We all agree that there is a basic requirement in business to have in place a solid performance management, reward strategies and system capabilities to be successful. Although, all too often the reality is that companies reward one behavior when they actually seek a different outcome.
Simply stated, the framework should:
- Define the desired performance in real goals and action plans
- Describe the ideal areas and measure them appropriately
- Create the proper rewards for achieving the right measures
Bonuses, incentive pay, variable and at-risk compensation are good methods for incentivizing appropriate behavior while preventing it from regressing.
Retooling a company’s performance strategy is an important opportunity to make a solid performance and reward system a distinctive competency and a competitive advantage.
How should we start?
Employee salary, bonus, incentive and equity programs should be reviewed or audited on a periodic basis to determine their effectiveness, competitiveness, and compliance.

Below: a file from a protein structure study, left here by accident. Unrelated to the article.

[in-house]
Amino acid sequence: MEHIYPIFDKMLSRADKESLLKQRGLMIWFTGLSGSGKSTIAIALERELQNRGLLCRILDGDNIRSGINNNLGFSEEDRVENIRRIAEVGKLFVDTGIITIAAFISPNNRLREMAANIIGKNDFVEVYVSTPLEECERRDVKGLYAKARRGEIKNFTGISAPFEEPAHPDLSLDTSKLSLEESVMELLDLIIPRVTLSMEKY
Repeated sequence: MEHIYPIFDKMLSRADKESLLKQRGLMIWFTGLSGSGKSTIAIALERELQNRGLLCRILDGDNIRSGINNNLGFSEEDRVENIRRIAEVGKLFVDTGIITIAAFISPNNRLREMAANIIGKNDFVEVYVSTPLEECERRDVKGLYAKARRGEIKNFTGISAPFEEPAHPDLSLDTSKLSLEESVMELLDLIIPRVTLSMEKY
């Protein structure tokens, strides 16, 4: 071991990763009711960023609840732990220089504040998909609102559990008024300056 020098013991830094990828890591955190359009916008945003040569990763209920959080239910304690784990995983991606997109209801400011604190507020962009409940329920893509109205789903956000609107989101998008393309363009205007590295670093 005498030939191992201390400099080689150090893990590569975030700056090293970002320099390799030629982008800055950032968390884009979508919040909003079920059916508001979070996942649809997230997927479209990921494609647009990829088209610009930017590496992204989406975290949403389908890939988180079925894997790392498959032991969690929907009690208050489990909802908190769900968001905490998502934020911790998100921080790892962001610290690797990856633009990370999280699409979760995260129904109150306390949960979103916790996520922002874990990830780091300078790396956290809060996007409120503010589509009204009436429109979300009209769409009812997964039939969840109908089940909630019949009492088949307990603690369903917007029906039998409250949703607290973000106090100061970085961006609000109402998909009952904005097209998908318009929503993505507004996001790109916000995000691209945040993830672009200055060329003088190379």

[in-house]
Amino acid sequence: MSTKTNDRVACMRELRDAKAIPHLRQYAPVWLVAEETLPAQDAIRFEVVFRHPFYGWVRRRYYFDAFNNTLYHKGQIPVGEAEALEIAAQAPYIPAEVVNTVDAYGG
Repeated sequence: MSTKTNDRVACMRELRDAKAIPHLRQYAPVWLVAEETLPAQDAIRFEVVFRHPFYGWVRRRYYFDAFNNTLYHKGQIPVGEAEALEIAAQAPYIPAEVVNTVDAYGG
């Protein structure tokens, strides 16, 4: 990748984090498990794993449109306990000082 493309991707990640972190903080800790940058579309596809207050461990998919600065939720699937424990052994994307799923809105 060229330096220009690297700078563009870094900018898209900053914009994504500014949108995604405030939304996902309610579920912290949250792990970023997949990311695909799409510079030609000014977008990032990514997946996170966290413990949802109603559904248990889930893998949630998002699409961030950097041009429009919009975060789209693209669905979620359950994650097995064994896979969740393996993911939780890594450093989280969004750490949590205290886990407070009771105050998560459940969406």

The following questionnaire is an appropriate place to start:
- Has the company recently changed its business or sales strategy? If yes, has the compensation plan been reviewed to determine if it supports the new strategy?
- Has the company been experiencing growth?
- Do you feel satisfied that your pay programs provide sufficiently motivating rewards for the achievement of company business objectives?
- Are there fair differentials in pay for current employees when compared with the pay offered to new hires?
- Do you feel comfortable that there are good compensation systems to ensure employees are paid in a fair manner relative to their responsibilities, performance, and overall contribution?
- Have there been issues with recruitment or retention of employees and executive management due to inadequate employee compensation or financial rewards?
- Are you comfortable that all levels of management are appropriately setting employee performance standards, measuring and rewarding performance?
- Are you satisfied with the information that you have about competitor compensation and benefit practices?
- Have you reviewed your compensation practices for compliance with state wage orders, state employment discrimination laws, FLSA and EEO (Title VII, Equal Pay Act, etc.) statutes in the last few years?
- Do employee salaries and bonuses reflect changes in job duties as they evolve?
The review process should include detailed questions related to each of the above issues as well as others, and would typically include, a detailed analysis of compensation-related documents and policies, review of payroll and personnel records, and interviews with key management personnel.
Elliot N. Dinkin